Why Hasn't the Trade Show Industry Changed In 50 Years?
Trade shows are a unique meeting format. Unlike other gatherings, a trade show is a very specific form factor—one that that has endured (i.e. hasn’t changed much) for at least fifty years. So, if there is any industry ripe for a large-scale overhaul, it’s this one. Here’s how you could help pull it off.
How to create trade show industry change
Gain consensus. Trade show organizers must first agree that change is necessary to improve and optimize their shows. They should be willing to closely examine every element of the trade show construct: floor layouts, labor unions, convention centers, exhibitor processes, general contractors, in-house suppliers, threats and opportunities etc. If there are ways to change, refine, or streamline operations and relationships, they should be considered.
Define change. Mandates to change, innovate, transform, or even tweak an industry can be daunting to consider. It is much easier to identify very specific problems, back up the existence of those problems with data (to avoid the “one man’s trash is another man’s treasure” syndrome), and agree on the specific metrics that would indicate success or failure.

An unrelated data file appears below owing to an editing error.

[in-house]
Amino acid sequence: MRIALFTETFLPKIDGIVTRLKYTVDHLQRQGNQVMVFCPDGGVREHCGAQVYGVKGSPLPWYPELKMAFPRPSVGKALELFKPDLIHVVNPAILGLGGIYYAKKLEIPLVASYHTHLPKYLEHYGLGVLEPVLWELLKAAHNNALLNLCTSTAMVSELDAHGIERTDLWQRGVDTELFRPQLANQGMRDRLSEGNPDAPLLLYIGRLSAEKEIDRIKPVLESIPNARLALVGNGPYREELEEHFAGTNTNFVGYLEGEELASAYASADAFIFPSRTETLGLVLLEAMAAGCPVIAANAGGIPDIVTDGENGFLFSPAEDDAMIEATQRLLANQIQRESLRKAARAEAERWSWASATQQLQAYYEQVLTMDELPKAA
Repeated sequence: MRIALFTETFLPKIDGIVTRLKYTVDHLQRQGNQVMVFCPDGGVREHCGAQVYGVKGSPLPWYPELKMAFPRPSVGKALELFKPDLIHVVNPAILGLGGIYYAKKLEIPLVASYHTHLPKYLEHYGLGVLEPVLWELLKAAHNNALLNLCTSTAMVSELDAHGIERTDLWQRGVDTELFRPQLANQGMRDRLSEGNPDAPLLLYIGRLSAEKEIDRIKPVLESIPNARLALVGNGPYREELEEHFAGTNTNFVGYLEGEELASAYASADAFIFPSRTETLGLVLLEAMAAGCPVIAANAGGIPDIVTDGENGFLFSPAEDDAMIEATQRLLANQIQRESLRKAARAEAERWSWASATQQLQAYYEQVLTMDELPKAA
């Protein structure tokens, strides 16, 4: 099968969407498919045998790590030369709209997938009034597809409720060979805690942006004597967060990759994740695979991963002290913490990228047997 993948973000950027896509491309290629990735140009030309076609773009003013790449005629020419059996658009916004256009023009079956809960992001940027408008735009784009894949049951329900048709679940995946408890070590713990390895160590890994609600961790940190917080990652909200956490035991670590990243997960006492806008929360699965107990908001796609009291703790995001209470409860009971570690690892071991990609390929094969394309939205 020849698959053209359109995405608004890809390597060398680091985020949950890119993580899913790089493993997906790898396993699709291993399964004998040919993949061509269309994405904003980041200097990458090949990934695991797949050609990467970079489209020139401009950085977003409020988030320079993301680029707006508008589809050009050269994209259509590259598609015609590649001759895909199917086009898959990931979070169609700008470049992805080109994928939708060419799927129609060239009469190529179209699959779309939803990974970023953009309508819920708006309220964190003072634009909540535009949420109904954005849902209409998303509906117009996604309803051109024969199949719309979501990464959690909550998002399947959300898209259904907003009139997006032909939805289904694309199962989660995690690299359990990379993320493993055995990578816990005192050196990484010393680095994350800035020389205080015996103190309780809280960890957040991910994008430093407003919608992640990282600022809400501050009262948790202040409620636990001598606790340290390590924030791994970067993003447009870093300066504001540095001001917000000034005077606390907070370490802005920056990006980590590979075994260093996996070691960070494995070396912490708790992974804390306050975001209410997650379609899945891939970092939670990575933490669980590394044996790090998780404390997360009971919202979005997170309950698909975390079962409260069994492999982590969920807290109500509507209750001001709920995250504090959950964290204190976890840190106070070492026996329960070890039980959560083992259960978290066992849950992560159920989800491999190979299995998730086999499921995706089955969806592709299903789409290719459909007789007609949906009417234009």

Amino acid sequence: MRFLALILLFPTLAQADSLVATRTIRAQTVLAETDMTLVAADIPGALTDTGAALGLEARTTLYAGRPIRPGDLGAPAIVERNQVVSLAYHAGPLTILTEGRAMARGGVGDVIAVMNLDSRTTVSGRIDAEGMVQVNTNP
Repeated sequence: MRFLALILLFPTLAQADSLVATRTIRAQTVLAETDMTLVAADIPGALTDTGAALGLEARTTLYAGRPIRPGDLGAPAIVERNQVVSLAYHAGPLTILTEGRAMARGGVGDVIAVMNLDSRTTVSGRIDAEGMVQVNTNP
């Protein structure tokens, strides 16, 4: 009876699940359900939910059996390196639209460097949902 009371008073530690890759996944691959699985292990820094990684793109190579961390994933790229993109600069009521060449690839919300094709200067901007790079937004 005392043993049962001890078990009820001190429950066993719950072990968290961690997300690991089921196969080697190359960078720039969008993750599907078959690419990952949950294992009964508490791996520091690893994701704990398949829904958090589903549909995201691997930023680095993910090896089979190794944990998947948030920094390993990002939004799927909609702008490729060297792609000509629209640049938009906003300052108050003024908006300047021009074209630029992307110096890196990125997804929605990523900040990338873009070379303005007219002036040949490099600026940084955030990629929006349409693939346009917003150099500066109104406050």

Appoint a leader. Someone or some entity will be required to lead the charge. One way to go about it would be to appoint an independent company or person to manage the process, organize the analysis, gather data, delegate work, and chart the progress of change in the industry.
Develop a roadmap. Saying that change is necessary, and identifying the metrics that indicate whether change has occurred is only part of the process. Someone has to develop a plan to get from where we are to where we want to be as an industry. This should include what technical, leadership and process changes could contribute to a better model.
Obtain funding. Financing change is perhaps one of the most difficult aspects of working toward it. While volunteer task forces can do some of the legwork, funding will ultimately be required for some parts of the process. Committing funds to a project is also a way to demonstrate that the project is meaningful and important.
Provide education. Not everyone that will be impacted by the proposed changes will automatically understand how to deal with them. Stakeholders will require education on new ways to work, new business opportunities, and new tools that come about as the result of the change process.
Work transparently. Never underestimate the creativity of the crowd. While there may be a dedicated person or group of individuals selected to spearhead change initiatives, it’s always a good idea to allow people to follow along, weigh in with suggestions, or simply ask questions. An online forum or community is one way to provide the needed transparency and support.
Review continuously. Change never happens overnight, if it even happens at all. It’s always a bit of an experiment. A necessary step toward effecting change is to constantly review outcomes against metrics. Negative outcomes are as valuable as positive outcomes. In other words, the change manager, whoever that is, must constantly look at the data, chart the progress, report it to the industry, rinse and repeat.